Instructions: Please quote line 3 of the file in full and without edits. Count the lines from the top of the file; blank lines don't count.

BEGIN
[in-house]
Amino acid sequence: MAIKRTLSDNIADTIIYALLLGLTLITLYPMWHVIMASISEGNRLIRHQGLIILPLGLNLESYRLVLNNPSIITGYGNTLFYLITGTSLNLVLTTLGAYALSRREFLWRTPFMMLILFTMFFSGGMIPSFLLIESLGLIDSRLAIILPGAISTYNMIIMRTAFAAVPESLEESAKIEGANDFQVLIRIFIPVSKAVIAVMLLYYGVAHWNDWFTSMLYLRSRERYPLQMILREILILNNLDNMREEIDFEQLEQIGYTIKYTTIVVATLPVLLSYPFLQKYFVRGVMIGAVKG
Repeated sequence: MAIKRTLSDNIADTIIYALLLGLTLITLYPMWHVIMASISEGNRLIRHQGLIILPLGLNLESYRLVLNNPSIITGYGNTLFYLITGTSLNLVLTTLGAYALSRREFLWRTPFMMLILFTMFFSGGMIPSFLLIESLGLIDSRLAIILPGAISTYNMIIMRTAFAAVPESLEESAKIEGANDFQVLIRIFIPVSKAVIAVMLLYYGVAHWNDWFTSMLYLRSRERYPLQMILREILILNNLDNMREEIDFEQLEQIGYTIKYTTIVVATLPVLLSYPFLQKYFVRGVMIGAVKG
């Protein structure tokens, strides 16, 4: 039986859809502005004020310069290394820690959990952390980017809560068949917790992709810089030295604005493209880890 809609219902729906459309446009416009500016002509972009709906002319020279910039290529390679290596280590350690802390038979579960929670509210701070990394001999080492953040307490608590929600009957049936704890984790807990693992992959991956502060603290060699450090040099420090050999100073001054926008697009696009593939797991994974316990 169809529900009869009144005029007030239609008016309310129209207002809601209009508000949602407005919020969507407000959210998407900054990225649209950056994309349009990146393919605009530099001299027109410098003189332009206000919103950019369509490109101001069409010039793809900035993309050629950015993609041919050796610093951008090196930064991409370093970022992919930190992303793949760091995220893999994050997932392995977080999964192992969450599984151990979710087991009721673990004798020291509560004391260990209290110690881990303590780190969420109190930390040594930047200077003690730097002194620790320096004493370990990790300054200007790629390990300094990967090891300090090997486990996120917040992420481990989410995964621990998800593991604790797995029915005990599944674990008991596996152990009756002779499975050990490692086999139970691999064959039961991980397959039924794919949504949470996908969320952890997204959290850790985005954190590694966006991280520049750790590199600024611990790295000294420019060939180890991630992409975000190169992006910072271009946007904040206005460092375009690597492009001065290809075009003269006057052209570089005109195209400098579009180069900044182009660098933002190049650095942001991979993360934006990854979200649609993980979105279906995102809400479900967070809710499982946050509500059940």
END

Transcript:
Repeated sequence: MAIKRTLSDNIADTIIYALLLGLTLITLYPMWHVIMASISEGNRLIRHQGLIILPLGLNLESYRLVLNNPSIITGYGNTLFYLITGTSLNLVLTTLGAYALSRREFLWRTPFMMLILFTMFFSGGMIPSFLLIESLGLIDSRLAIILPGAISTYNMIIMRTAFAAVPESLEESAKIEGANDFQVLIRIFIPVSKAVIAVMLLYYGVAHWNDWFTSMLYLRSRERYPLQMILREILILNNLDNMREEIDFEQLEQIGYTIKYTTIVVATLPVLLSYPFLQKYFVRGVMIGAVKG